Although I have not met him, my friend says he is a witty and entertaining chap, and she enjoyed the book very much. But what really makes the book — especially for fellow addicts — is the attention to railway detail. I hunted around for a while to find a criminal who would talk, and found a few. He's been a singer with various bands, including the almost-legendary Your Dad, and also a travel writer. Most of them, now I come to think of it. Or the night could be all too human. Mummy tucking you up with Teddy and a cup of Ovaltine? All writers are convinced that their next book will be a million seller.
Love and work What keeps you inspired? During the day, our sense of wonder can be diminished. There are shops trading in second hand goods overflowing on to the pavement. The back cover gives the impression that the books is about the night and those who are awake during it, however, it is more accurately described as a memoir which tells us much more about the author than about those he interacts with. At night, we are confronted with the infinite nature of the universe, as countless billions of stars mock us with our insignificance. Above all, night is the time of rest and recuperation.
² What better way to begin, then, than by committing a crime? Hen parties in skimpy dresses and fairy wings are being slammed into the back of a police van. If everyone slept all night, Britain would cease to function. It is a time of crime, and of transgressive sexuality. An insignificant mote of dust. As we get out of our cars, a tiny sheepdog, little more than a puppy, half collie and half Jack Russell maybe, comes panting and tail-wagging towards us.
This is pretty much the worst and most unenlightening review I have ever read. When you look up into the night sky, you see that you are nothing. And who knows; the night might bring romance, or love, or sex, if you play your cards right. About Advantages of Age Challenging the media narrative around ageing, Advantages of Age has been created to celebrate being over 45. In the obvious place, of course. An insignificant mote of dust.
The night time was a place to read, and play, and dream. So thank you to you and them. If everyone slept all night, Britain would cease to function. Anyway, enjoying the book quite immensely so far, especially the episode with the customs officer at the petrol kiosk. If you were looking for a review of this book I'm not surprised your expectations weren't fulfilled, as it wasn't intended to be one. And the bloke who delivers the mail too.
We fall in and out of love. This is a new departure and a natural progression for Ian. The night is alive; the real night owls, the consumptive badgers, the eels that run up our rivers, the hateful slugs, invisible by day, all kinds of creatures live their lives by night. Or you could just lie awake and wait for the dawn. Your use of this site is subject to these policies and terms. No surprise, therefore, that this is the home of Ian Marchant, author of Something Of The Night, a new book about the strangeness of Britain after dark. But he really did grow up in Newhaven, and went to school there, and he still sees it as home, even though it quite clearly isn't, given that he lives 250 miles away in Mid-Wales.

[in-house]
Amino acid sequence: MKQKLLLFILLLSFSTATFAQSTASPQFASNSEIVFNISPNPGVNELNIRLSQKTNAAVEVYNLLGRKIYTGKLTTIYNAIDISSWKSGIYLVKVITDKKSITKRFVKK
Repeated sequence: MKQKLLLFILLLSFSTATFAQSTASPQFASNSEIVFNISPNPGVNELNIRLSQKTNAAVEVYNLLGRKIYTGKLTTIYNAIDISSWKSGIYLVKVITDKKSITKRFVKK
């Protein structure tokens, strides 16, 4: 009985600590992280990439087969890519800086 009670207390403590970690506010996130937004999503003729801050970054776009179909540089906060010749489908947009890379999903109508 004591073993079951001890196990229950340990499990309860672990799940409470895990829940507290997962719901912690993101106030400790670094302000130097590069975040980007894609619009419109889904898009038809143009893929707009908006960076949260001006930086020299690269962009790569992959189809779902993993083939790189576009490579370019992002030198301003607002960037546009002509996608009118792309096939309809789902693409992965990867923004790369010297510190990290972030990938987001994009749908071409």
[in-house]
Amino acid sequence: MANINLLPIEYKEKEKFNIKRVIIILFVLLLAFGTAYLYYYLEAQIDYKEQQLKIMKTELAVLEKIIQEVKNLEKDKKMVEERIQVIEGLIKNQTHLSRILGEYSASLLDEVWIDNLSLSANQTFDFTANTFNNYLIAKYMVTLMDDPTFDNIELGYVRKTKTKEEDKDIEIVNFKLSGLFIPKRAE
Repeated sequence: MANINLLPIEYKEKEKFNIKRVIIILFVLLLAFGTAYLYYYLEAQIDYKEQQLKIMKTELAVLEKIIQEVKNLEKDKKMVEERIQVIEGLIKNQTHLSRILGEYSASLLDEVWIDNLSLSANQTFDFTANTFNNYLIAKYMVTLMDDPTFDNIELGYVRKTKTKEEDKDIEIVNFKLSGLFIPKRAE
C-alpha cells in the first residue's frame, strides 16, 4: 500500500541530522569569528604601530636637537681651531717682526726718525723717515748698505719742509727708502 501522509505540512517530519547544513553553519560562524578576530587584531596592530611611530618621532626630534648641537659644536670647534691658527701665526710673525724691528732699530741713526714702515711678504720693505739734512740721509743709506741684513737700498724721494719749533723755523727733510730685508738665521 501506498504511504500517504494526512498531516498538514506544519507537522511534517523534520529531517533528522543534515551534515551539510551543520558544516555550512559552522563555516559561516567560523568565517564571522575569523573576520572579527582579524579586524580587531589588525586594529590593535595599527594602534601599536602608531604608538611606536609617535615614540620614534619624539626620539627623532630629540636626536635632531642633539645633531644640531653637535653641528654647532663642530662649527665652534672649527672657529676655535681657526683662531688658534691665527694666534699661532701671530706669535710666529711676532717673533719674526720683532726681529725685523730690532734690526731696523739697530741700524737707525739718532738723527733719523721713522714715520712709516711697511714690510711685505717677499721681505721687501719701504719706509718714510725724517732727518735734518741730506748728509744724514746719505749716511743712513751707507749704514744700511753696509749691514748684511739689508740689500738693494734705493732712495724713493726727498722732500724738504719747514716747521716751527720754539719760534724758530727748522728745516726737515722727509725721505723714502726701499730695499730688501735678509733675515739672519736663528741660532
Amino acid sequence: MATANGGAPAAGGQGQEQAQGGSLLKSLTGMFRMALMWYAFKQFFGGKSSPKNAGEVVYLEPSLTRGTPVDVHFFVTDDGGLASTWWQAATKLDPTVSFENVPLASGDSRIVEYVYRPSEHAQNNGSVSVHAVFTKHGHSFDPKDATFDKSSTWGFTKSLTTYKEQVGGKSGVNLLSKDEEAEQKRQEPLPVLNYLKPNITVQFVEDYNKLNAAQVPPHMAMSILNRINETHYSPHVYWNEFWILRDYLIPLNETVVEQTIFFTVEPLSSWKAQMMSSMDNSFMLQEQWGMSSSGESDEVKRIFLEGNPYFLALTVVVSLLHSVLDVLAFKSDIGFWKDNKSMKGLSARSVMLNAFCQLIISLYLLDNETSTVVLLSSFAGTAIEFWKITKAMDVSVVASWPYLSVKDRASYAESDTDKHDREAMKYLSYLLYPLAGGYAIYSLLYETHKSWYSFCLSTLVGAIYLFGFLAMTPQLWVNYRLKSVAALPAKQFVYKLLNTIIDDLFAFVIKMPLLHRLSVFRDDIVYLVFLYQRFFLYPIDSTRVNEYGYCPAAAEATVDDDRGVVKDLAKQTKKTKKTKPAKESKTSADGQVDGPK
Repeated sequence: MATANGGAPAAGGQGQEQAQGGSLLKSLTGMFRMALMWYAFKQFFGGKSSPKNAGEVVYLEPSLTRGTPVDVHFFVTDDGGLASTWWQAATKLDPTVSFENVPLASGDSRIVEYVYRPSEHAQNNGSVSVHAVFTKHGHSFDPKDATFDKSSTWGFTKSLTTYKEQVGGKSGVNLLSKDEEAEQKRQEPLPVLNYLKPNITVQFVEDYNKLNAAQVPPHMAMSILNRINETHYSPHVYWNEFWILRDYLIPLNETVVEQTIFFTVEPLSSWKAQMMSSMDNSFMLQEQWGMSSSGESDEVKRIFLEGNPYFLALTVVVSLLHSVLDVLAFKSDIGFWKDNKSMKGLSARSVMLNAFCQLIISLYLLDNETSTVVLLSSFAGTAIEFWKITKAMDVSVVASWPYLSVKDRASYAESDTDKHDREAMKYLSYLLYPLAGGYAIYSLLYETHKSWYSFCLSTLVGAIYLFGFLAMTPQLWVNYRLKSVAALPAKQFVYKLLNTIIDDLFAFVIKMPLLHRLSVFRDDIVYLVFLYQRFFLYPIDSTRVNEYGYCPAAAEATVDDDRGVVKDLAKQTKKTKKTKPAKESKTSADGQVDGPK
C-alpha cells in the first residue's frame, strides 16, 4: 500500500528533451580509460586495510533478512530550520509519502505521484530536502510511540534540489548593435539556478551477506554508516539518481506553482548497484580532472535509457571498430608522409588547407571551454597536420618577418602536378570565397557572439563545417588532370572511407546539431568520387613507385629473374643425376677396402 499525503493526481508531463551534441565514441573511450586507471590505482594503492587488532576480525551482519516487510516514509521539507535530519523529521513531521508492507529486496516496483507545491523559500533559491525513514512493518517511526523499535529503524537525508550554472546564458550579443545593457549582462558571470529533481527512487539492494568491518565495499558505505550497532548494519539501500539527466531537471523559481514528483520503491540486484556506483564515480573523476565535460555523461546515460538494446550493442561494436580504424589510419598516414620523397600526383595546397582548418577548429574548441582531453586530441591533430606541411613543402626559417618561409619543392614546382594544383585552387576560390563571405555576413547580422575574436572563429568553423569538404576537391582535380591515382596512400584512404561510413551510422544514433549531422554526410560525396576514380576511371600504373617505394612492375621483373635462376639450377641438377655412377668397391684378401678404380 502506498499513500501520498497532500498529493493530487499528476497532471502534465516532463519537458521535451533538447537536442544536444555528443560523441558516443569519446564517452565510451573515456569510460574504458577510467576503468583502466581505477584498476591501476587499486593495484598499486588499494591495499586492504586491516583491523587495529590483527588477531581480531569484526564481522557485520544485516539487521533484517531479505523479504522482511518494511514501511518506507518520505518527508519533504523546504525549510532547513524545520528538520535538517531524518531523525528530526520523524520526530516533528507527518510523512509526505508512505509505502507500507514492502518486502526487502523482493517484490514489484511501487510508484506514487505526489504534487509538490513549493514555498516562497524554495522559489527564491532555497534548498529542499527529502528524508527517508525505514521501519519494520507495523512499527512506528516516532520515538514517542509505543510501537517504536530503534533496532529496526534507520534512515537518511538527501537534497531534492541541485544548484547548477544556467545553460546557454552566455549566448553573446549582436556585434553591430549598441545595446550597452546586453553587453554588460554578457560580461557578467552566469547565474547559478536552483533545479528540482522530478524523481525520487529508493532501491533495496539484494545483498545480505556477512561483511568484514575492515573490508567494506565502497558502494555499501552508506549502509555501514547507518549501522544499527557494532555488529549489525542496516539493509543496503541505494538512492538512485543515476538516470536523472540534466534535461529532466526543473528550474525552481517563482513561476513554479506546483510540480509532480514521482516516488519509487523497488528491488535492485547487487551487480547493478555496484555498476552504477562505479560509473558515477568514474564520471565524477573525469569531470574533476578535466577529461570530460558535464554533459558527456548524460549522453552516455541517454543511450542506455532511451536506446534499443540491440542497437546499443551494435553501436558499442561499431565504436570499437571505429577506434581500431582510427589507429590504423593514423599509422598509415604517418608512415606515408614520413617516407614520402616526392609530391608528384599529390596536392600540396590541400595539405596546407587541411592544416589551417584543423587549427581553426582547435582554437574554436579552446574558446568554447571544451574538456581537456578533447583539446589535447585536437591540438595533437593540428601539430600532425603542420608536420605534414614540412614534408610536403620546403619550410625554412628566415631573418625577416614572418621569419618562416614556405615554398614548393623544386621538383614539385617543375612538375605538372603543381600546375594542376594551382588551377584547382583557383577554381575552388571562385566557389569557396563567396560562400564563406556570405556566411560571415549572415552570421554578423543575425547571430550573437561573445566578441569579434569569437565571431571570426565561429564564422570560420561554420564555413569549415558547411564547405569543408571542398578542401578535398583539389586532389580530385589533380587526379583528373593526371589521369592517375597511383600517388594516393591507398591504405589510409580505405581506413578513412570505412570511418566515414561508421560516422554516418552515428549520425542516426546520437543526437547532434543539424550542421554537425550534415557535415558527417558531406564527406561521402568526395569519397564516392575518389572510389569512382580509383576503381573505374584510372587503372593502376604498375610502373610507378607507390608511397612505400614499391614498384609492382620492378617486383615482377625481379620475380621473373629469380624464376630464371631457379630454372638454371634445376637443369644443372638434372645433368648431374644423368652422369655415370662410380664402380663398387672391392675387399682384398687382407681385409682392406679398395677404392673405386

Because of Powys County Council's bid to reduce its electricity bill, it's also extremely dim. He is currently a Masters student studying church history at Lampeter, though, honest. The night sky can confront us with the sheer pointlessness of our existence; the things that seem to matter so much in the sun hardly matter at all by starlight. Anyway, I've met both Michael Howard and Ian Marchant just the once, and maybe I'm not sufficiently attuned to this kind of aura but neither of them struck me as having much of the night about him. His latest book, '', has not yet been optioned for a fillum, so get in quick, I would. As a single parent, night time was always the time that I could work; it was the time when I taught myself to write, while the kids slept. One of my closest friends died last year of oesophagal cancer; that was a bit slow.
Then comes the temazepam, the Valium, the beta-blockers. Whether he's participating in Bonfire Night in Lewes, cheering on the home team at a night football match, having a chinwag with the graveyard shift of a motorway service station, taking the night boat to Northern Ireland to visit the last damask linen mill, popping in at the Spaceguard Centre observatory in Wales, trudging the darkened Cotswolds in search of nightingales, attending evening services at Iona Abbey, getting up at night to pass water when no loo is at hand, being admitted to a hospital's emergency room in the wee hours, or observing the winter solstice at Stonehenge, all his experiences are topical to the book's theme and chattily and humorously told. Night is still a time of work; 20 per cent of workers in the industrialised world work at night. Or, rather they did march with burning crosses. For a start, there are no superstores.